By Rebecca Terhune ’15
Wendell Berry in A Place on Earth describes the character Jayber Crow as one who was “vastly more inclined to learn than to be to be taught.”
This week’s Lectionary we are in Maccabees. Nothing like a war with Rome to get one’s blood going in the morning. As we are continually before the face of God, our community becomes our fellowship, what are we then to be taught?
James V. Schall, S.J., writes, “There are two basic points in intellectual curiosity. First, we need to have a desire to learn, to learn ‘with gusto.’ Without this, no one can do much for us. GK Chesterton once remarked there is no such thing as a boring subject; there are only bored people. Second, we need to be taught. Just as our inclination to learn is innate, our need to be taught is intrinsic to our nature and something that needs to be understood more clearly.”
It can take some time in getting where we need to go. In 1919, Dwight D. Eisenhower was sent by the War Department from Washington, DC to San Francisco. It took him sixty-two days by train, averaging fifty-eight miles a day at a speed of six miles per hour. It can also take some time in learning what we need to learn.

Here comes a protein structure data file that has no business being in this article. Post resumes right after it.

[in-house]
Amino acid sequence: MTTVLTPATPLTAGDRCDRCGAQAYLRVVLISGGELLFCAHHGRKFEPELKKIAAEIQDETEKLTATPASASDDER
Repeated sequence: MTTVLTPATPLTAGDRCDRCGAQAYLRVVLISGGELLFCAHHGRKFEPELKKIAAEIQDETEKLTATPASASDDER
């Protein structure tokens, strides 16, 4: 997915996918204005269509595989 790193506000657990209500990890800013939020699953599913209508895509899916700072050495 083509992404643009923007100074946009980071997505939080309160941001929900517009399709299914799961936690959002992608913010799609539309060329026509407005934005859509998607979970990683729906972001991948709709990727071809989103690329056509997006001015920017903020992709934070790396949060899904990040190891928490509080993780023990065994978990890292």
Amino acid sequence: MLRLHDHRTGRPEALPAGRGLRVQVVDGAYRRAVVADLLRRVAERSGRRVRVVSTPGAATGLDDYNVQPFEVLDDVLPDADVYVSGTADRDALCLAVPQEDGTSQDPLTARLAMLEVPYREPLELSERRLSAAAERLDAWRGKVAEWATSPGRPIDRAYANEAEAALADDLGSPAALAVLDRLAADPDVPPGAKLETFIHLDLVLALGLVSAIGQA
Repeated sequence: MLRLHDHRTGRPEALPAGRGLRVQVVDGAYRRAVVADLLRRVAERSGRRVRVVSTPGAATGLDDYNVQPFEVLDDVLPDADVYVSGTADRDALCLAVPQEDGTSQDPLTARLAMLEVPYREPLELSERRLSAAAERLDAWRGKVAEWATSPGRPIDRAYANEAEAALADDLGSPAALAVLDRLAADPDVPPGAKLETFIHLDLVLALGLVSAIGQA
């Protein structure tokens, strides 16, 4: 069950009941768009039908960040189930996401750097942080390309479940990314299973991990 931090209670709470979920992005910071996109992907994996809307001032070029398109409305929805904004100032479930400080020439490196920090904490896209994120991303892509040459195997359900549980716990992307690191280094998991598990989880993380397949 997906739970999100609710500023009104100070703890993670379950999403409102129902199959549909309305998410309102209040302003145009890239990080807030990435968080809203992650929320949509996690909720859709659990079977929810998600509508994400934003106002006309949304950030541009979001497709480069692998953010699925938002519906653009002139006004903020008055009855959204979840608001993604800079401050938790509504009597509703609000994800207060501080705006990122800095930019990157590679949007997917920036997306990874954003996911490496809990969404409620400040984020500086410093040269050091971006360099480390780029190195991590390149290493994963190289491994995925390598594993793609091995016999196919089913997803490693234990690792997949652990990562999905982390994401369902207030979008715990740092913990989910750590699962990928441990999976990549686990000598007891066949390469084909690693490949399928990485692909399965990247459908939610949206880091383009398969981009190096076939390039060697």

It is tempting to lurch towards Advent, but let’s not. Instead, let us approach as to the garden gate with our intellectual curiosity, our ‘harvest’ from Pentecost with the words of John of Damascus (650-754), “Let us knock at its gate with diligence and with perseverance. Let us not be discouraged from knocking. The latch will be opened.”
Schall, James V. On the Unseriousness of Human Affairs: Teaching, Writing, Playing, Believing, Lecturing, Philosophizing, Singing, Dancing. Wilmington, Del.: ISI Books, 2001.
John of Damascus, An Exact Exposition of the Orthodox Faith [Kindle Edition]